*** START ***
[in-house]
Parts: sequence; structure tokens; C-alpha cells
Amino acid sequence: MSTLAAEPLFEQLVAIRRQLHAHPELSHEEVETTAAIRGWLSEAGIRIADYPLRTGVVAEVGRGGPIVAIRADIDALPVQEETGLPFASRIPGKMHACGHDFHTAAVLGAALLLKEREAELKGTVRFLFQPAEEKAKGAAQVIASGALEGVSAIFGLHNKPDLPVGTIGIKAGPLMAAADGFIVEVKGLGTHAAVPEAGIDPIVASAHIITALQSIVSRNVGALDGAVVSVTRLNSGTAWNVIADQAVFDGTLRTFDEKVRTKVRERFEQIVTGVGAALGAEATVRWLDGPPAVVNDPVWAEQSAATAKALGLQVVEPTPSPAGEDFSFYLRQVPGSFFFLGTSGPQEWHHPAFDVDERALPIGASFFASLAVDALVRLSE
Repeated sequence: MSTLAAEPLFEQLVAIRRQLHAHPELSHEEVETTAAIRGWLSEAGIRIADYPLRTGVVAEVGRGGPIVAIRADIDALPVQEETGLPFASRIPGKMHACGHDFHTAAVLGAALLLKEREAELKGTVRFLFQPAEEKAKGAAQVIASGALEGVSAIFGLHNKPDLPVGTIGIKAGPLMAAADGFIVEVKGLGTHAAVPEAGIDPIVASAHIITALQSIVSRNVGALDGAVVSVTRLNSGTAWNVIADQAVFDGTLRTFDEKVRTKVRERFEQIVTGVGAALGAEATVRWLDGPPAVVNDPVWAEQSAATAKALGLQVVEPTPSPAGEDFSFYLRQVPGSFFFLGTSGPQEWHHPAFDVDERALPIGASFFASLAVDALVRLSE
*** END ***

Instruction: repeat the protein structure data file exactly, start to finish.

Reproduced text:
[in-house]
Parts: sequence; structure tokens; C-alpha cells
Amino acid sequence: MSTLAAEPLFEQLVAIRRQLHAHPELSHEEVETTAAIRGWLSEAGIRIADYPLRTGVVAEVGRGGPIVAIRADIDALPVQEETGLPFASRIPGKMHACGHDFHTAAVLGAALLLKEREAELKGTVRFLFQPAEEKAKGAAQVIASGALEGVSAIFGLHNKPDLPVGTIGIKAGPLMAAADGFIVEVKGLGTHAAVPEAGIDPIVASAHIITALQSIVSRNVGALDGAVVSVTRLNSGTAWNVIADQAVFDGTLRTFDEKVRTKVRERFEQIVTGVGAALGAEATVRWLDGPPAVVNDPVWAEQSAATAKALGLQVVEPTPSPAGEDFSFYLRQVPGSFFFLGTSGPQEWHHPAFDVDERALPIGASFFASLAVDALVRLSE
Repeated sequence: MSTLAAEPLFEQLVAIRRQLHAHPELSHEEVETTAAIRGWLSEAGIRIADYPLRTGVVAEVGRGGPIVAIRADIDALPVQEETGLPFASRIPGKMHACGHDFHTAAVLGAALLLKEREAELKGTVRFLFQPAEEKAKGAAQVIASGALEGVSAIFGLHNKPDLPVGTIGIKAGPLMAAADGFIVEVKGLGTHAAVPEAGIDPIVASAHIITALQSIVSRNVGALDGAVVSVTRLNSGTAWNVIADQAVFDGTLRTFDEKVRTKVRERFEQIVTGVGAALGAEATVRWLDGPPAVVNDPVWAEQSAATAKALGLQVVEPTPSPAGEDFSFYLRQVPGSFFFLGTSGPQEWHHPAFDVDERALPIGASFFASLAVDALVRLSE